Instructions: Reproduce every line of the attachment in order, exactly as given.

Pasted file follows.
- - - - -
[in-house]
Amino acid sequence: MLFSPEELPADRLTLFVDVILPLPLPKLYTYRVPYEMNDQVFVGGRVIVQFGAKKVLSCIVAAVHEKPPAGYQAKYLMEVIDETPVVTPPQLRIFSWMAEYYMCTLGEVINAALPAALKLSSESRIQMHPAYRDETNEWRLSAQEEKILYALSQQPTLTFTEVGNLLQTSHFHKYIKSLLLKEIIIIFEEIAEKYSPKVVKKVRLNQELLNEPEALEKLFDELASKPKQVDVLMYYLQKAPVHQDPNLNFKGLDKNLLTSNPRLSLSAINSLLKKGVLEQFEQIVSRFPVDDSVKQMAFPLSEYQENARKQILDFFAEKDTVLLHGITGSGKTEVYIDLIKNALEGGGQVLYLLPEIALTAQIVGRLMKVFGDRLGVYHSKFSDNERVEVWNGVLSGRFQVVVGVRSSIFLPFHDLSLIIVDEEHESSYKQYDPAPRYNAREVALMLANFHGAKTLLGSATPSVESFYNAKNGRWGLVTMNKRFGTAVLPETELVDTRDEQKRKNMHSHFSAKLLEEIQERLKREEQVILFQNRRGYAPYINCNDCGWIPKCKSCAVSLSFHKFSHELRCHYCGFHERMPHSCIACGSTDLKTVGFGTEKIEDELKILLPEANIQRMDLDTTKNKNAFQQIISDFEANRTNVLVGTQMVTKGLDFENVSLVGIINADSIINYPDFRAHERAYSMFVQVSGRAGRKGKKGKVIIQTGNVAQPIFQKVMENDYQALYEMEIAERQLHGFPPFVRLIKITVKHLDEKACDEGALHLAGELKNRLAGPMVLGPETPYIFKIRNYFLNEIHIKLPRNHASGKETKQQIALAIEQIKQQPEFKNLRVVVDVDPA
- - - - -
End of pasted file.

[in-house]
Amino acid sequence: MLFSPEELPADRLTLFVDVILPLPLPKLYTYRVPYEMNDQVFVGGRVIVQFGAKKVLSCIVAAVHEKPPAGYQAKYLMEVIDETPVVTPPQLRIFSWMAEYYMCTLGEVINAALPAALKLSSESRIQMHPAYRDETNEWRLSAQEEKILYALSQQPTLTFTEVGNLLQTSHFHKYIKSLLLKEIIIIFEEIAEKYSPKVVKKVRLNQELLNEPEALEKLFDELASKPKQVDVLMYYLQKAPVHQDPNLNFKGLDKNLLTSNPRLSLSAINSLLKKGVLEQFEQIVSRFPVDDSVKQMAFPLSEYQENARKQILDFFAEKDTVLLHGITGSGKTEVYIDLIKNALEGGGQVLYLLPEIALTAQIVGRLMKVFGDRLGVYHSKFSDNERVEVWNGVLSGRFQVVVGVRSSIFLPFHDLSLIIVDEEHESSYKQYDPAPRYNAREVALMLANFHGAKTLLGSATPSVESFYNAKNGRWGLVTMNKRFGTAVLPETELVDTRDEQKRKNMHSHFSAKLLEEIQERLKREEQVILFQNRRGYAPYINCNDCGWIPKCKSCAVSLSFHKFSHELRCHYCGFHERMPHSCIACGSTDLKTVGFGTEKIEDELKILLPEANIQRMDLDTTKNKNAFQQIISDFEANRTNVLVGTQMVTKGLDFENVSLVGIINADSIINYPDFRAHERAYSMFVQVSGRAGRKGKKGKVIIQTGNVAQPIFQKVMENDYQALYEMEIAERQLHGFPPFVRLIKITVKHLDEKACDEGALHLAGELKNRLAGPMVLGPETPYIFKIRNYFLNEIHIKLPRNHASGKETKQQIALAIEQIKQQPEFKNLRVVVDVDPA